Dublin Again

The Paramount Hotel, our digs for two nights, is in the Temple Bar section of Dublin, meaning it is a tourist destination.  To quote our taxi driver on the outbound trip “Temple Bar is full of damned tourists and is shiite if you want to see the real Dublin”  Oh well, we already had reservations, so we stuck with our plan. The taxi driver was right, it was shiite. The hotel was originally either a whorehouse or was fifteen different slums bashed together and called a hotel.  There was nothing wrong with it, except getting to your room meant walking in ever changing directions up and down tiny flights of stairs at odd angles in strange directions in some kind of triangle pattern.  Temple Bar is the neighbourhood and it is somewhat famous from books and movies, which also means it attracts tourists looking for something memorable.  By comparison, the Byward Market in Ottawa, or the Distillery district in Toronto would be equivalents, meaning lots of shops, restaurants and bars interspersed with historical structures.

We dined that first night at the Porterhouse Pub, simple fare, as we were tired from our trip across the Irish Sea and retired comparatively early, still on boat time mentally.  This was disturbed at 0600 by the sounds of kegs. Bars, of which Temple Bar has hundreds, require beer. Beer is transported in steel kegs. Empties must be removed and full ones delivered each morning to keep the thirsty patrons at bay.  We lay there, half dozing and hoping the sound would cease, allowing us to nod back off on a Monday morning. No. It would seem that Monday is the prime delivery day and 0600 the prime delivery time, for at least a friggin hour. Bang, clank, rumble, Bang, clank, rumble.  Repeat until you wish to do someone harm.

If we’re going to be up, then at least we can eat, so we adjourned to a joint just across the street that said it had breakfast.  Pinocchio’s was the name and yes, they did have breakfast. You could have toast and coffee. Groggily we agreed to toast and coffee, then noticing a large fiberglass Pinocchio head over in the corner, glaring at us the whole time.  Why an Italian pasta joint would have a fiberglass Pinocchio head, football mascot sized is the first puzzle. The second puzzle was why do you advertise breakfast if all you have is toast?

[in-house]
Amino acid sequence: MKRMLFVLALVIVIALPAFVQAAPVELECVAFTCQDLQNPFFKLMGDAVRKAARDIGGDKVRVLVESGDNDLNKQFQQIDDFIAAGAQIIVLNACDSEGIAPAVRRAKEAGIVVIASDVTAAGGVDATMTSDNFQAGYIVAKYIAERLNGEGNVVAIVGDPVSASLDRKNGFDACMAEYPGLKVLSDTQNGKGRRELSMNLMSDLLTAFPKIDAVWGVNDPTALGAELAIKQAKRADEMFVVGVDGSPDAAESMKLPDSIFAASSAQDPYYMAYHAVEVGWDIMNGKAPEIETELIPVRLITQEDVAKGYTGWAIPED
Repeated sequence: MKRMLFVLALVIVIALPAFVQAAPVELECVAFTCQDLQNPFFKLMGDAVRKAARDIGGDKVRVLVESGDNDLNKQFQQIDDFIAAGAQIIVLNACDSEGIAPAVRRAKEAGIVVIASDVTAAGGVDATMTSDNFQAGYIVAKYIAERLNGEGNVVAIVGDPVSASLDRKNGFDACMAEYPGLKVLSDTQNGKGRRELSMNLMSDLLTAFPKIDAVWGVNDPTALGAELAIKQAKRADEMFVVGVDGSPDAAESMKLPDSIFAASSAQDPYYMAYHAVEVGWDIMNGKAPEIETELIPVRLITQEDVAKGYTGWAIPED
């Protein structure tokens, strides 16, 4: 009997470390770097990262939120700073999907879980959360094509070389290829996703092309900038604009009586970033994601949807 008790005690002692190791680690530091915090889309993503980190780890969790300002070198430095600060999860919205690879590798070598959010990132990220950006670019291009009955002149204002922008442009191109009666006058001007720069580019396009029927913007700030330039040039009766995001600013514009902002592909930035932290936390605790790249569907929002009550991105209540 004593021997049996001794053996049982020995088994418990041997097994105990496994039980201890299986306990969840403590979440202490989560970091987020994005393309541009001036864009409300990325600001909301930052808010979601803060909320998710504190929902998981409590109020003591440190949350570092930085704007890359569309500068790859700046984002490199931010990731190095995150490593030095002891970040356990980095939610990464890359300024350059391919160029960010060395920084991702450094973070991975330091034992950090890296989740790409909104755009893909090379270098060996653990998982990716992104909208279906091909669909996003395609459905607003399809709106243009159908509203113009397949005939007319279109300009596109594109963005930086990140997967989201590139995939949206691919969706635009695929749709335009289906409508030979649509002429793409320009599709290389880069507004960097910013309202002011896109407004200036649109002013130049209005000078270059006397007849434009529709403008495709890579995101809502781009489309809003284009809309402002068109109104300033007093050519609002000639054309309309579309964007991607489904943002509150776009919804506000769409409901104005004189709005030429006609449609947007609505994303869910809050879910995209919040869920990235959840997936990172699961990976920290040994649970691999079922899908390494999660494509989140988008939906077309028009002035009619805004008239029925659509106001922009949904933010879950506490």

Our first stop was luggage.  Rob’s rolling bag decided after the miles of travel to blow a handle.  The telescoping handle wouldn’t retract any more, so rather than sacrifice his bag to Air Canada in a couple of days, we found a luggage store and obtained a new bag.  Since my contribution at this point was to stand around and look handsome, I figured I would help the staff load in a shipment of a couple of pallets of bags that were kindly dropped off in the road in front of the store. 

Across the street from the hotel was a place we both noted in our brains for sensible reasons.  If we returned home without some kind of treasures for our beloved partners in life, from an epic trip to the UK and Ireland, then we might as well just chain concrete blocks to our necks and drown in the River Liffey now and skip the flight home.

Being practical men we recognize that art is always appreciated.  We adjourned to Fab Cow and perused their wares.  Francis Leavey is the artist and one of the pieces of his that I had seen before was his single line drawings. They’re stunning pieces and getting to meet the artist is something you should always try to do, because then you understand the nuance and inspiration behind the work.  We bought modestly, because of luggage room, but we bought direct from the artist, which is always better.

Francis Leavey is a fascinating artist with a background in Chinese medicine and longish stays in China, as well as study of his art at a very deep level.  We compared notes, Francis speaking from how art reflects culture and me speaking how culture is reflected in food.  Eclectic and kind is the kind of mix one likes to be near.

Liquor was next on our list, Dublin being home to two magical distilleries, one that actually produces in Dublin and the other that has converted their old digs into an excellent display of the history of distilling in Ireland.

First stop, Jameson’s.

 

Food And Drink – Chippy

If one watches enough Coronation Street, you understand that a Chippy is the local Fish and Chip joint.  In Ellesmere on the return trip we decided to go truly local. Knowing the local Tesco would be open late after we moored up, we headed instead of to the Black Lion Hotel Pub, we went a few extra blocks to the local chippy, with a warm up stop at a local pub that did not serve food.  

A quick pint and a gab with a couple of locals “Ahh you’re Canadian then, we were worried you would be Yanks…” was not an uncommon comment that we heard more than once.  After our pints, we stepped next door for actual solid food.

What we call French Fries in Canada do not exist by that moniker in the UK:  Chips thanks and they have nothing to do with anything from McCain frozen, or from the Golden Arches drive-thru.  Chips start out as potatoes, cut into lengths then deep fried.

Since nowhere in England is more than 76 miles from the sea, fish is plentiful and almost always wonderfully fresh.  Again, battered then deep fried, a chippy trip is not for those without atorvastatin readily to hand. You can also get things like fried chicken or curry, but there had to be at least one meal of fish and chips from a real chippy.  With mushy peas, if only to keep to the stereotype.